Your task is to write a requirements document for the grocery store application described below. You must turn in use cases, but keep the scenarios handy in case we ask to see them. If you have questions about how to classify something, ask!
You must submit your requirements in PDF format by midnight (11:59pm) on Sunday, Feb 7.
We run a moderately-sized local grocery store that wants to upgrade its aging inventory systems. As demand for varied household products and organic foods has grown, our product portfolio has as well. It is far too laborious to track buying trends, introduce product sales, and determine what the current inventory is. Computers can save us!
There are three systems that need to be integrated: inventory tracking, point-of-sale, and the website.
The inventory tracking is done essentially by hand. When shipments come in, the buyer records them in a logbook, when products are moved from the back room to the front area, that is recorded, and when a product looks like it's getting low, the buyer orders more. There's a big whiteboard in the back room with expiration dates written on it for different pallets of products.
Point-of-sale is a pretty simple system—each register, when it scans a product, queries a server in the back room for a price. The server is essentially just a giant flat database mapping UPC codes to prices.
The website is pretty basic, with information about the store and a list of current sales. You can see it here.
When an item goes on sale, someone has to go in and change the HTML manually on the website, update the tables in the point-of-sale server, and print out new price tags for all the merchandise.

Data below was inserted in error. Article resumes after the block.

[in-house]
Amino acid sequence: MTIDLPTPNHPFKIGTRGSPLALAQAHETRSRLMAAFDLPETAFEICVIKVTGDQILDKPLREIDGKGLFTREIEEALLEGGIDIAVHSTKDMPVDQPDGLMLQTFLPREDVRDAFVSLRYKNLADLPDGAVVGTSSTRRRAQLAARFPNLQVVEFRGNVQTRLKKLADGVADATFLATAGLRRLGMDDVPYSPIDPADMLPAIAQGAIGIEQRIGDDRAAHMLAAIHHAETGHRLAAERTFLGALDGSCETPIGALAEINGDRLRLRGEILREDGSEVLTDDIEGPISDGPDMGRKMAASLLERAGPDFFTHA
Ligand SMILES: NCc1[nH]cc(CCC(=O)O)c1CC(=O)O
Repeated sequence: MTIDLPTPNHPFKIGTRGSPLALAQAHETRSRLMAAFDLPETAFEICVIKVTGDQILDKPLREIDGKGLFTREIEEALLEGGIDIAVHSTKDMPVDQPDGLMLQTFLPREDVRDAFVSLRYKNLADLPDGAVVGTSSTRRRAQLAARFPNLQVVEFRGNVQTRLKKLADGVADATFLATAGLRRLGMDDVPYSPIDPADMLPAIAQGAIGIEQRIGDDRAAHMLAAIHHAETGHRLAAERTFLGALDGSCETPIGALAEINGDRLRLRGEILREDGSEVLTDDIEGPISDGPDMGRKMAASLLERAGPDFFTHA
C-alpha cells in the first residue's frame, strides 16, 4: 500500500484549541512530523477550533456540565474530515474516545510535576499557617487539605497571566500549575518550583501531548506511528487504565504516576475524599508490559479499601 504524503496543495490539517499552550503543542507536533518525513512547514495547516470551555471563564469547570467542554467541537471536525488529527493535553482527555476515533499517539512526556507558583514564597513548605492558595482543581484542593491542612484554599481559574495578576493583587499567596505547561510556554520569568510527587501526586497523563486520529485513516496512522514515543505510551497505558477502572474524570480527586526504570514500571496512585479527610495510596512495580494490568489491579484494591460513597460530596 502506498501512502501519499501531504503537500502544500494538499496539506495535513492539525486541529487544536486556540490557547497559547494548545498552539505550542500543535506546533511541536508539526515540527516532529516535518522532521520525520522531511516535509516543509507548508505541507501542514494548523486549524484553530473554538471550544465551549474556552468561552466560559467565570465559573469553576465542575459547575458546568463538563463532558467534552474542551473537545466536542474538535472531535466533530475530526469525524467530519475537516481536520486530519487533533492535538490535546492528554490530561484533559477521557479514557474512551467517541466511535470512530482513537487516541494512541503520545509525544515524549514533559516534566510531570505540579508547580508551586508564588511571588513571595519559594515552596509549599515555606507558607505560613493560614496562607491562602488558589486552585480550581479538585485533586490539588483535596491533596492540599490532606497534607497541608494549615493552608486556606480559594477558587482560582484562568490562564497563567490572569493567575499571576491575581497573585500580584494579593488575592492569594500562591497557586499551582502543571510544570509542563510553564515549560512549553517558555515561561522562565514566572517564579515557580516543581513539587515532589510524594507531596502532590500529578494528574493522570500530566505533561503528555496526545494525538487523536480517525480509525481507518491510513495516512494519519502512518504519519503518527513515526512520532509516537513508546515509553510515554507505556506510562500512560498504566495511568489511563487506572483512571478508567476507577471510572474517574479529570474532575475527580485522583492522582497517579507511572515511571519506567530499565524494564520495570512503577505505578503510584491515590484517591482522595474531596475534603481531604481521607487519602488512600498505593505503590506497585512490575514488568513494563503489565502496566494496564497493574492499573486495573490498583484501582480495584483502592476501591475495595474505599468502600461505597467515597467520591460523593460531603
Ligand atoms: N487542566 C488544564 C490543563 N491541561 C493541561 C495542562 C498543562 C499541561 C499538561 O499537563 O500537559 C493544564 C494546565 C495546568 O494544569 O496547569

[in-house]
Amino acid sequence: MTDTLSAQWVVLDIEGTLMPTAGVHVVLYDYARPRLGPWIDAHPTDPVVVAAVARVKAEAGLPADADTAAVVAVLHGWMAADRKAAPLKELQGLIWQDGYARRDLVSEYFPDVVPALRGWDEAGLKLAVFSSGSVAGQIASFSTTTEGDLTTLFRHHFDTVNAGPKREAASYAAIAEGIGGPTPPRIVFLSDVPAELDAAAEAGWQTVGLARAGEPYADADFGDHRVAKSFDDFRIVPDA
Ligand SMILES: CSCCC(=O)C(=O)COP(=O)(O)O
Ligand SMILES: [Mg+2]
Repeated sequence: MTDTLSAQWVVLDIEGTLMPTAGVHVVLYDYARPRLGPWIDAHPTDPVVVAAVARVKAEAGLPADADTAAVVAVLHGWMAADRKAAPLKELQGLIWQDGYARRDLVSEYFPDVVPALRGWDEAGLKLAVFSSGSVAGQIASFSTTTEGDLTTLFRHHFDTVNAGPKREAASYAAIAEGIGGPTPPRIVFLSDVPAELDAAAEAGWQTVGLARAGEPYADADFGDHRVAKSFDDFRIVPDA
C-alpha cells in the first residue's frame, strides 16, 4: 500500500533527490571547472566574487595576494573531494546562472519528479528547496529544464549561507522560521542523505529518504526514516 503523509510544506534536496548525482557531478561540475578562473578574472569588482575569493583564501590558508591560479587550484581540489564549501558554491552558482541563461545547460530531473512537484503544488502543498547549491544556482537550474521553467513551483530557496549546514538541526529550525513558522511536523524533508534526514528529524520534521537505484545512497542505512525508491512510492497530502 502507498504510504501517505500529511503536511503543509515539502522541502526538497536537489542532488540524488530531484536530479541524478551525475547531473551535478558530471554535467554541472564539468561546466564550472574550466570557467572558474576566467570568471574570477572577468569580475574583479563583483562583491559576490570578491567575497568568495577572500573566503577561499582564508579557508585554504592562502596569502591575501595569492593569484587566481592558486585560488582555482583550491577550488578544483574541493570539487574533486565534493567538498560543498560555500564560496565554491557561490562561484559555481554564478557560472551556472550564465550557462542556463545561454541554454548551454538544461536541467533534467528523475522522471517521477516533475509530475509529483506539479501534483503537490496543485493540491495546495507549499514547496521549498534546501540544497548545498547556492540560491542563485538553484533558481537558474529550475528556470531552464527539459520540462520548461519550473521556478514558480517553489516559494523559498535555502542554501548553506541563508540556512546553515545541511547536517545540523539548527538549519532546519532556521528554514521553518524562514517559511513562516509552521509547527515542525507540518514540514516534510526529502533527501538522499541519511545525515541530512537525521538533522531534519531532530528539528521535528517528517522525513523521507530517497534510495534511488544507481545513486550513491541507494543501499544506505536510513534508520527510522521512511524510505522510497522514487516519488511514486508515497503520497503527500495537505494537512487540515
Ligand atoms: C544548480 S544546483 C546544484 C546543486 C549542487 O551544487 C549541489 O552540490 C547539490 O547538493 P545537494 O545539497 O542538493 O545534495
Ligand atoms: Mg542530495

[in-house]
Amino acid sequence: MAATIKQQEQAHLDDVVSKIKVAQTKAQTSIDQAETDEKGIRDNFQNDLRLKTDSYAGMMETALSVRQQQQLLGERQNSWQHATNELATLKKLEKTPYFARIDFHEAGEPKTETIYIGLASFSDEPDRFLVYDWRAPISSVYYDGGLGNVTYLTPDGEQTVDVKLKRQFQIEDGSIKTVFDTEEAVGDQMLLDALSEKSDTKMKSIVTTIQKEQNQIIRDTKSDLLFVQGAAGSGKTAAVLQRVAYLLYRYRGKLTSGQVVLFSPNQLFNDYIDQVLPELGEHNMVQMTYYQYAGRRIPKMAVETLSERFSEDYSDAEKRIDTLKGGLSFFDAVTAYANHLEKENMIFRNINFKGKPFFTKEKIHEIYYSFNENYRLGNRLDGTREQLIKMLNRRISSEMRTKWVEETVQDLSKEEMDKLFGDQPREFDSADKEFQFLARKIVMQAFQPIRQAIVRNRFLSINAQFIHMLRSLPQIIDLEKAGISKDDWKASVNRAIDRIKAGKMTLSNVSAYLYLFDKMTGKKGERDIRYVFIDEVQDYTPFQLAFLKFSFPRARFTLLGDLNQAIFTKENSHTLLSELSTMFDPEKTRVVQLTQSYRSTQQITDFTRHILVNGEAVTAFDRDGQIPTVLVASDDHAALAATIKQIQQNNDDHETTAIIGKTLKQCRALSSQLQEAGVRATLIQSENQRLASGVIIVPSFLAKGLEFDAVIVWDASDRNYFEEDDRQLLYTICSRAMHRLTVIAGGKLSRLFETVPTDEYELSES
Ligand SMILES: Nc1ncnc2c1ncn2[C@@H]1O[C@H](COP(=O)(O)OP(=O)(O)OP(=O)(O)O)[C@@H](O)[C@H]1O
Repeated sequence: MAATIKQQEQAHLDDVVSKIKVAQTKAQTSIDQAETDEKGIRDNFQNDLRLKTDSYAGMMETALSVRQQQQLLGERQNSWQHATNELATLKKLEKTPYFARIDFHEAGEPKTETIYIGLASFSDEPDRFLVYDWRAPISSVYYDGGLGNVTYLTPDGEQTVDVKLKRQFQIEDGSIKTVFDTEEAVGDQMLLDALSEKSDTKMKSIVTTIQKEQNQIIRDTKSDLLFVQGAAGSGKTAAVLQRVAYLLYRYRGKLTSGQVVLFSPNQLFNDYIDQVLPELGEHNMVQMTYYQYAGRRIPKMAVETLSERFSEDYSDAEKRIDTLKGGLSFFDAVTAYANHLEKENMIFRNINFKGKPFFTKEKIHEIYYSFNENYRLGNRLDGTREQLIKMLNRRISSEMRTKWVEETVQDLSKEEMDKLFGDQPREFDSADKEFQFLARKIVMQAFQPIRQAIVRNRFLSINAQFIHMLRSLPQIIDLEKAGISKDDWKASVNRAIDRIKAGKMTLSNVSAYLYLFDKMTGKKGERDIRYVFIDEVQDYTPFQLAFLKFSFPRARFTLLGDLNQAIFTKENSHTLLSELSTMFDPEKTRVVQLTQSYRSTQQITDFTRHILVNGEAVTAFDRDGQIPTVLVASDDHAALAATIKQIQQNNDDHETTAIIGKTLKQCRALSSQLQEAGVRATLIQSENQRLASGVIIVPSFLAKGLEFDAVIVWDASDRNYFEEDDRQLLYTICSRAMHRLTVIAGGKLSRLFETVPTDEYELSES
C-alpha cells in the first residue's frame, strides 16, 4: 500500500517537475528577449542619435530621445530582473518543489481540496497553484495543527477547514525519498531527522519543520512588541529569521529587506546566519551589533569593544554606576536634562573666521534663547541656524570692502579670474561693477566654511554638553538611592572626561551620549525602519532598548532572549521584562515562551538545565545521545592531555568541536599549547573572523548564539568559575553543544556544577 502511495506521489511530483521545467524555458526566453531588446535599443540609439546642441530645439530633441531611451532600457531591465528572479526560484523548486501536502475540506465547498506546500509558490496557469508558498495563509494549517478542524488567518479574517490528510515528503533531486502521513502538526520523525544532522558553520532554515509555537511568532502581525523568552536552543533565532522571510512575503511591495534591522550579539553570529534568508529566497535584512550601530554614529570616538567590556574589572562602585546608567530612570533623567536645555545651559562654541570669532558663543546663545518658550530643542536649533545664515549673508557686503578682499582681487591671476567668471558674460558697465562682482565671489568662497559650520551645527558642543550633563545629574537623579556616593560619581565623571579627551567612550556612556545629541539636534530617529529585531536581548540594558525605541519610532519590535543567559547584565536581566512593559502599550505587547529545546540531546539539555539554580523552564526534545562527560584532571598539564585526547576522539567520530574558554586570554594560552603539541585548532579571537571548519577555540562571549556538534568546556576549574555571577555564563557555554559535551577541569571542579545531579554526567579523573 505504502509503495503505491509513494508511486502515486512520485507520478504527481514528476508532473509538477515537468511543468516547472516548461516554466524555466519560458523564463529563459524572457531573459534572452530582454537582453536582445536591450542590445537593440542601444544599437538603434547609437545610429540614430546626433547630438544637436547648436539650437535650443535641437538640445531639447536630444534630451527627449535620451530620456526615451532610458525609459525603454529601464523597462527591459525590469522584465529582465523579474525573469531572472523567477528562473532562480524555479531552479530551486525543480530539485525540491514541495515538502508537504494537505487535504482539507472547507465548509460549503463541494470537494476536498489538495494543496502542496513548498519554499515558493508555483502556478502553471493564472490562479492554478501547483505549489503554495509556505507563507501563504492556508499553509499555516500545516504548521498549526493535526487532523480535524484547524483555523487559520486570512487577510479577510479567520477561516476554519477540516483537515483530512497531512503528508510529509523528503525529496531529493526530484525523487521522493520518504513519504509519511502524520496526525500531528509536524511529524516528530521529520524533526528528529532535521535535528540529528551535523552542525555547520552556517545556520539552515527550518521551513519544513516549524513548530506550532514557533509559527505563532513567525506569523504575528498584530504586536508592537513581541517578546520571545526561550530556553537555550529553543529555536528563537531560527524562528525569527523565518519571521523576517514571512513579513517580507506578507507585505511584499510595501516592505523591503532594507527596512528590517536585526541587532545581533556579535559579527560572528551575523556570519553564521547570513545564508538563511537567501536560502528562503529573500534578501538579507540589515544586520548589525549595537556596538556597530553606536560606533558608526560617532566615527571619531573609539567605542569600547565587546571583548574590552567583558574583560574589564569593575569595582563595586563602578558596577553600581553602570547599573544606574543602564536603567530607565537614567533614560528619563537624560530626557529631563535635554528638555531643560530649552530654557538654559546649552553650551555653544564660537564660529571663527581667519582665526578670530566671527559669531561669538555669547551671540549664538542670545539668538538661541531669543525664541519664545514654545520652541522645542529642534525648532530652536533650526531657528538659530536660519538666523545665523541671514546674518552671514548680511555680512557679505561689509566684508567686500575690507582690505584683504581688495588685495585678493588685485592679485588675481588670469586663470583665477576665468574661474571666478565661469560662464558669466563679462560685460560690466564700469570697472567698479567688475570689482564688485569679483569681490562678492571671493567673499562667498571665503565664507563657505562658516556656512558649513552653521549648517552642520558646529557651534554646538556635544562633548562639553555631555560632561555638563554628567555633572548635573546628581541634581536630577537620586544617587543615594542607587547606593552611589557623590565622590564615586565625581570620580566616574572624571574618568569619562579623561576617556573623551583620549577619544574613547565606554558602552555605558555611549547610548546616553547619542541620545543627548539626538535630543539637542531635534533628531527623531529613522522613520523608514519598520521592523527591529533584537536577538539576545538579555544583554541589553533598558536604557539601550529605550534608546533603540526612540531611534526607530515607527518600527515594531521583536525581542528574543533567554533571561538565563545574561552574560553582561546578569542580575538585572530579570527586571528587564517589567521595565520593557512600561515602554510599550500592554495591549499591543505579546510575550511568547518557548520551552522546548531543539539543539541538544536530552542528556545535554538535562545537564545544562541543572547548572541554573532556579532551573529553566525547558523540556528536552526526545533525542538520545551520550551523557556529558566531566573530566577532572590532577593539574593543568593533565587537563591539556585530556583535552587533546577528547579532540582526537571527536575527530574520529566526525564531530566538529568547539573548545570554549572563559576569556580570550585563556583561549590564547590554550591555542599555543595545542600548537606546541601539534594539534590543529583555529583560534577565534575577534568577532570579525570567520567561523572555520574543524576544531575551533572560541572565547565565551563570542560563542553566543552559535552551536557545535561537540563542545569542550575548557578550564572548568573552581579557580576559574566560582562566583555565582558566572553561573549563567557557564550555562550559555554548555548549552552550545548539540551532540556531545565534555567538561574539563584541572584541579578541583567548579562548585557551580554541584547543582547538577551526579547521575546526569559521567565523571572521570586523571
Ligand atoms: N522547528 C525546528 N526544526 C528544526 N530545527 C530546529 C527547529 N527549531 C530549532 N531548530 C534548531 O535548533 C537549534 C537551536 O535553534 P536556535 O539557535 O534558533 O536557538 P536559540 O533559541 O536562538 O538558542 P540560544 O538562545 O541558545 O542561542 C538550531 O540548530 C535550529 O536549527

A unified interface for product management. When a shipment comes in, the buyer inputs it into the computer. The computer will track the current inventory levels and expiration dates of merchandise, and the buyer can see a summary at any time of what products are running low or expiring soon. The system will automatically integrate with the point-of-sale database and the website.
The buyer has worked at the store for 25 years, and understands the current system very well.
The manager thinks the need to upgrade is pressing—there have been a few close calls recently with selling expired milk to grandmas.
The computer guy networked the current machines in the office, installed Windows XP and Office, and taught The Manager how to use them.
Interviews will take place during class on Wednesday, Feb 3, and Friday, Feb 5. They will be in a “speed dating” format. The staffers will be seated at four different tables. You get about ten minutes with each one, after which you have to move to the next table, no exceptions. You will therefore get a chance to interview each staff member twice (once on each day). (The exact time will be determined by how many groups we form; pay attention in class!)
Submit your write-up using the handin script: